Live: Serenading the South Coast. The Mountain Goats, Coalition Brighton.

Nigh on everyone likes to be beside the seaside every once in a while, and Brighton provides as jovial a coastal setting as any. And just as a jaunt southwards proves a breath of fresh air, the breezes blustering about faded decadence outside banishing that black nasal gunk inherent of London, John Darnielle and the Mountain Goats are equally refreshing. Injecting wit dryer than seafront foodstuffs enwrapped in recent Daily Mail days past into the oft-deried 'folk' genre, the trio comprised of Darnielle, suaver-than-Sheen bassist Peter Hughes, and drummer-cum-'humorista' Jon Wurster deliver more sitcom-inspired satire and unadulterated emotion into ninety minutes than Communion manages to muster in its entire back catalogue.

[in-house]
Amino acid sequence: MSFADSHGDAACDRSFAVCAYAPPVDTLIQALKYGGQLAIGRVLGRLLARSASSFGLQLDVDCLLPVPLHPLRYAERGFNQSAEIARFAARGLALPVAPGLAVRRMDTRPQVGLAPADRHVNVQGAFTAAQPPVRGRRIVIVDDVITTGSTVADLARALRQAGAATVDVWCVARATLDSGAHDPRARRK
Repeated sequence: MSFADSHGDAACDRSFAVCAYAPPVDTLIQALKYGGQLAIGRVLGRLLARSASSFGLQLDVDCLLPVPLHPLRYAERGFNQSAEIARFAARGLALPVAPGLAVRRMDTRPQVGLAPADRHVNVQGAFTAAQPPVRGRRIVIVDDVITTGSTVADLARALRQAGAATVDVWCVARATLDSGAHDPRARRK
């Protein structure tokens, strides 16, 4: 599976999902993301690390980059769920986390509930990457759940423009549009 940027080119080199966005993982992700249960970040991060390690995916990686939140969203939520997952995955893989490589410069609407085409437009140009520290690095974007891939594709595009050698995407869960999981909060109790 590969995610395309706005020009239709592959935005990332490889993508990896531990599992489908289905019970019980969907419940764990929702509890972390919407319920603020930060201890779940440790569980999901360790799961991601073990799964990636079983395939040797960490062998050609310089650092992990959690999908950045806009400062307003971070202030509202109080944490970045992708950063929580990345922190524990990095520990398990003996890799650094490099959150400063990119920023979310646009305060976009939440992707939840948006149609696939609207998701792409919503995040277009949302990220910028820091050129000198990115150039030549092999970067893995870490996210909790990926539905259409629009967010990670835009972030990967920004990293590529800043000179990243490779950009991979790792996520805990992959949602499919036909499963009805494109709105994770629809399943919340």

They're over in support of latest LP All Eternals Deck, thus it's hardly astounding that following a suitably rapturous reception from those that've pilgrimaged to the caverns of Coalition, and a muted, relatively reserved skedaddle through Jeff Davis County Blues and Old College Try, Darnielle et al. segue into a selection of its most astounding moments. From the bittersweet surreality of Birth of Serpents to the cavalier, unexpectedly exultant Damn These Vampires, they prove themselves to be the small town heroes California mistakenly bred when attempting to regurgitate yet more vaguely morose teen drama soundtrack fodder. Vocals crack and curdle, splintered like boiled confectionary sticks periodically while a couple of basslines intermittently go skew-whiff, yet in their imperfections lies an unrefined, overtly melodramatic perfection. The pious undertones of a rickety Psalms 40:2 then pervade, before Darnielle is left to entertain (with tales of child stars and malformed evangelists) and enthral (with anti-consumer culture anthemia in the form of From TG&Y, The Hot Garden Stomp and the night's most vulnerable three minutes in San Bernardino) alone like a particularly manic street preacher in black punk patch blazer, backed only by rousing tin-like RainSong Graphite electroacoustic treble and the unintentional distant hiss of an unmanned snare. The buoyant bass of Prowl Great Cain provides further aural relish ahead of a truly triumphant This Year, a main set closer greeted like the greatest of celebratory hits that is meetly met with much epiphanic fist thumping in the front few rows. A rousing cover reworking of Houseguest, originally of Hughes' past endeavour Nothing Painted Blue, sees Darnielle seething, prowling amidst pillars of exposed brick, before leaping to the fore, mounting the safety barrier to bellow No Children in the largely bespectacled faces of the throng that in turn bittersweetly bellow every eloquent lyricism back into his recently despectacled face. Wonder was always on the cards, and tonight served up a wondrously great escape indeed.